And ultimately, the New York Times reporter has no excuse not to know that. Nor do any of the rest us.


  1. I love your blog. Do you have an organization, because I have been thinking of organizing, as Citizens Against Psychiatric Abuses (CAPA) or some other name. If I tell you I was inv. committed for sending an email that mentioned suicide, can I then say that I am not at all insane and be believed? Maybe by you, SRK.

    When this happened to me, I was a professional with an M.A., but I was totally ignorant of the process. I've spent eight months researching how I was "mugged" by the system and it get wierder every moment.

    I want to sue the bastards under Section 1983. I'd like to discuss it with you but I understand you probably want anonymity, too. Don't blame you.

  2. We've been doing some work on this issue also, and it occurs to me that possibly the agenda going on is to relieve the stigma of the U.S. locking up too many people in prison by transferring a good many of these people to psychiatric institutions and pretending they have made a difference.

    1. The problem is less "too many people locked up" than "too few people corrected."

      Psychiatric "treatment" may be equally as effective as prison, for the purpose of punishment or incapacitation. But it's certainly no more likely to make anyone better.

  3. I've had times in my life when my behavior was truly not under my control. Years ago I had this terribly intense feeling of pressure in my sinuses/head, and it caused me to begin screaming involuntarily. Then, for no reason and with no conscious awareness, I began beating my head against the wall, then my fists, then I was tazed and arrested. Whatever it was, still today unknown, it was definitely medical and not a matter of free will. My landlord filed charges and I was facing up to 2 years in prison, A plea bargain was offered with only 180 days in jail if I could pay the extremely (intentionally) inflated cost of around $2,600 for what was truly maybe 200 dollars worth of damage. I decided to take it to trial and plead insanity, but just after I did the prosecutor re-bargained for 1 year probation, no-contest plea, and a civil court would deal with damages and restitution.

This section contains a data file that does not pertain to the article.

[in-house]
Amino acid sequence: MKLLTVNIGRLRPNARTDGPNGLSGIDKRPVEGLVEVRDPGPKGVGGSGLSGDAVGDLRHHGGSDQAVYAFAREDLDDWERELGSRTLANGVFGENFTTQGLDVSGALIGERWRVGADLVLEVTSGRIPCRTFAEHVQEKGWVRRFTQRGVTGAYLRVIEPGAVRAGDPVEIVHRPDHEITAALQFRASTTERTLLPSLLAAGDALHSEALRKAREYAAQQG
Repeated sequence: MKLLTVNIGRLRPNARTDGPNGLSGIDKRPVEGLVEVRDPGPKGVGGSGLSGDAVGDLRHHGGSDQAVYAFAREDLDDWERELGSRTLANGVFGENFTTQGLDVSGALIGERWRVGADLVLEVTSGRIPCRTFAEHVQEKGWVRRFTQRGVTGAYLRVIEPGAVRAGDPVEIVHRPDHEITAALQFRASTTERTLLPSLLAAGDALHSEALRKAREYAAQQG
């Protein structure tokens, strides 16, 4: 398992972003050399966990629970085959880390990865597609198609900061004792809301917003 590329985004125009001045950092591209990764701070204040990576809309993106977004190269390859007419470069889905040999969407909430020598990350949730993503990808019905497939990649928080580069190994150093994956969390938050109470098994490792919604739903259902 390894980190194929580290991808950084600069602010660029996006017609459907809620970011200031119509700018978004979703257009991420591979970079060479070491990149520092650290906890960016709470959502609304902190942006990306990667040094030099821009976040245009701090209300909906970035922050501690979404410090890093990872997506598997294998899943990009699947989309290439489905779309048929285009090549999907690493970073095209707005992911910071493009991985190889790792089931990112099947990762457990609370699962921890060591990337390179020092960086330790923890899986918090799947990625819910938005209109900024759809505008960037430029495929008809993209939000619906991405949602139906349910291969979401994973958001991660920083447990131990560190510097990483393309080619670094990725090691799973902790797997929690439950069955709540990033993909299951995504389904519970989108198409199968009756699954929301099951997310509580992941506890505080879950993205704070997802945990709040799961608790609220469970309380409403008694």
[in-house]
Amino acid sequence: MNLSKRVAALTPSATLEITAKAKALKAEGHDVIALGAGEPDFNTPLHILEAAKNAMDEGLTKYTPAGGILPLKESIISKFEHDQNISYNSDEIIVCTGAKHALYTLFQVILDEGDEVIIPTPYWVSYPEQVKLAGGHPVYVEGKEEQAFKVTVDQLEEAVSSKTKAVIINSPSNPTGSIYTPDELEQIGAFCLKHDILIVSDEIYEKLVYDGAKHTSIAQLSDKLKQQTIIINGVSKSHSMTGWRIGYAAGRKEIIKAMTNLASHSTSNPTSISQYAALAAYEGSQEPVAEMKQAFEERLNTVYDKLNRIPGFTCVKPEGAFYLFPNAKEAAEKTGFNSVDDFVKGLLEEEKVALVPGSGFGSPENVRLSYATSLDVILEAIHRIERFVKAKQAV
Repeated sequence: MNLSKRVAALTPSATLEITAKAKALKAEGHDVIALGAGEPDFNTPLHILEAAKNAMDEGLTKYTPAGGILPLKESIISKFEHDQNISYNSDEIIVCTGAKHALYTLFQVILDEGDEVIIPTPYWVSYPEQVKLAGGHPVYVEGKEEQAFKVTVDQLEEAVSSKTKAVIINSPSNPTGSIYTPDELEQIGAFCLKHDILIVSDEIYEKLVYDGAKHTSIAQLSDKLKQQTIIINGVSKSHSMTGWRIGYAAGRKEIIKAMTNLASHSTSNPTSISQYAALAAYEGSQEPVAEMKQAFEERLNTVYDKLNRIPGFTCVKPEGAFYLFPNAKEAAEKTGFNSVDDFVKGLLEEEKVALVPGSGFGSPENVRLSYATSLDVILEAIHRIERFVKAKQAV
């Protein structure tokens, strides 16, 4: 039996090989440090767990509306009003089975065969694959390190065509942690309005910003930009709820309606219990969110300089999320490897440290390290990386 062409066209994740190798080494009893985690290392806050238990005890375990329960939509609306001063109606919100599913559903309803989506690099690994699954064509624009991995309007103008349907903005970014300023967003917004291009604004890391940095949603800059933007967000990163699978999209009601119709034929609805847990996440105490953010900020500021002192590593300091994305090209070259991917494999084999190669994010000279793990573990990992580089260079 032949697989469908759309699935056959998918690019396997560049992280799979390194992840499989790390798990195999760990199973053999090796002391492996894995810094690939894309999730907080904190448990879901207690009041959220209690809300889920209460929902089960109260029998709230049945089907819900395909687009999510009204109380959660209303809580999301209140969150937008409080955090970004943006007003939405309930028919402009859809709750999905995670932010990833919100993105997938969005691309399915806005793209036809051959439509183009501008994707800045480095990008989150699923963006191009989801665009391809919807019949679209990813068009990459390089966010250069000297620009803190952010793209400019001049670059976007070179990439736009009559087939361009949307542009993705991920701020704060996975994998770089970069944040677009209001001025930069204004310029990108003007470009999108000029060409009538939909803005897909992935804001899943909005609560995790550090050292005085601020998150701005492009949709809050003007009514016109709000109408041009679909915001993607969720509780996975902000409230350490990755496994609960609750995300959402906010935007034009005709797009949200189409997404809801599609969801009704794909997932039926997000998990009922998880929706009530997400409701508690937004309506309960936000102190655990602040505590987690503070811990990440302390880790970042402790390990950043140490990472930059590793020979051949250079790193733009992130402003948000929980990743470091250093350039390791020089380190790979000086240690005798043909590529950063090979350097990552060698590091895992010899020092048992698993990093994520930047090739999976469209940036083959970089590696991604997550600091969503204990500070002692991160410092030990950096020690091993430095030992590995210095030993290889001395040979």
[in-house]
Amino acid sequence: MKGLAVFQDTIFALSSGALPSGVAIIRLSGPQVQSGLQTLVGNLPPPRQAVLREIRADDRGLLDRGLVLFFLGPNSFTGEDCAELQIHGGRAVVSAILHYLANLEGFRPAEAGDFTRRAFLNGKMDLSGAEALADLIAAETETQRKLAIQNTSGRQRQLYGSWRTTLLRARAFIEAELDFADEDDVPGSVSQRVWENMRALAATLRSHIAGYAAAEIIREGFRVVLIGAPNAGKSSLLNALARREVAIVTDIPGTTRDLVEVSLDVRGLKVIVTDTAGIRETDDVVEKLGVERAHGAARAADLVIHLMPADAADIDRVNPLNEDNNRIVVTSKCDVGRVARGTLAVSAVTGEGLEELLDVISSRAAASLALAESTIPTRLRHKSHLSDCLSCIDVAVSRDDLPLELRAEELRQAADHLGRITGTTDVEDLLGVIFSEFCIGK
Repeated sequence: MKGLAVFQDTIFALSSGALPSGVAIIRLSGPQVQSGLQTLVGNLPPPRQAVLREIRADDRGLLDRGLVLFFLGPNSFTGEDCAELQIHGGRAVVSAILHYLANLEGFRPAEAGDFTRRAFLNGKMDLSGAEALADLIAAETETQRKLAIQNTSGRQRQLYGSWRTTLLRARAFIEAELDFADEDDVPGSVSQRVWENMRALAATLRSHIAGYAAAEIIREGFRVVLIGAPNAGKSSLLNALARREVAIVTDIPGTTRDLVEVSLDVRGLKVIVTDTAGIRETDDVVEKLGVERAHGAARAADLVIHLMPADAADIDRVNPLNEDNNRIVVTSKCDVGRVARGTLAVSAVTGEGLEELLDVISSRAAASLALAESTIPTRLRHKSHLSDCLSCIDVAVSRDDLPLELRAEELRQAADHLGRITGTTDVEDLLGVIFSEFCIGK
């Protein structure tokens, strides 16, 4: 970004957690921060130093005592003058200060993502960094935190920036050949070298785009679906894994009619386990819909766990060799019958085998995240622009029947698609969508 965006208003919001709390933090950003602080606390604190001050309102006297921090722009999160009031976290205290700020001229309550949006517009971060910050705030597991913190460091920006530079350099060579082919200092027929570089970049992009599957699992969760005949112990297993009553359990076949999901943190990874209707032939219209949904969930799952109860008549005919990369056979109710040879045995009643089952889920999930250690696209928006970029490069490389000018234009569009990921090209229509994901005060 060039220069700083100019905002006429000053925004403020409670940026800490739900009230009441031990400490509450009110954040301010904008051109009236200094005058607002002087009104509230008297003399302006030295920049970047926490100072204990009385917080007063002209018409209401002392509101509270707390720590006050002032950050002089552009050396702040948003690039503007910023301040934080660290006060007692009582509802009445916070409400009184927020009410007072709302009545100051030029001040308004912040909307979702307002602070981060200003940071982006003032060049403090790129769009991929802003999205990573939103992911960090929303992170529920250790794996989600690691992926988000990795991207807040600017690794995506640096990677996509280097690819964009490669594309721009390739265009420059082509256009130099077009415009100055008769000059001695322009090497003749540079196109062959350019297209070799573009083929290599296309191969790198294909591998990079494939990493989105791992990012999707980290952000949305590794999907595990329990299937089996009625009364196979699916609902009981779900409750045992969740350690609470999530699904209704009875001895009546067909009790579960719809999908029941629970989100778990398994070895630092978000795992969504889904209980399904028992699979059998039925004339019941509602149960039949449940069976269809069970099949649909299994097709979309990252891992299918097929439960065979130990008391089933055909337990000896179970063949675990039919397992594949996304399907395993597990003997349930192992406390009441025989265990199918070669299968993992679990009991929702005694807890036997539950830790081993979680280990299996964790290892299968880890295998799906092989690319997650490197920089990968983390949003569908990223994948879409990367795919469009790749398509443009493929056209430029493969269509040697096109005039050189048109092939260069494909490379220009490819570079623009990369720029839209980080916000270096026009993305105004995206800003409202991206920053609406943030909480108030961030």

I guess my point is, to hell with psychiatry, but not the insanity defense. If a person having a diabetic fit or a seizure crashes their car and kills somebody, should they go to prison for vehicular manslaughter? Are you denying that phenomena occur in people in which their behavior goes out of control? Should anybody be punished for something that's not their fault, was not a conscious decision that they made?

    1. Couple things Jeffrey...

      For one, you were not found NGRI. If you had been, you'd have been committed involuntarily for a period not to exceed the maximum sentence for the crime had you been found guilty (apparently 2 years). Then, as you entered the gates of the state nuthouse, somebody would have told you essentially, "Either take the meds you are prescribed or you will never leave here." It would have been illegal for the person to say that, but they would have said it anyway.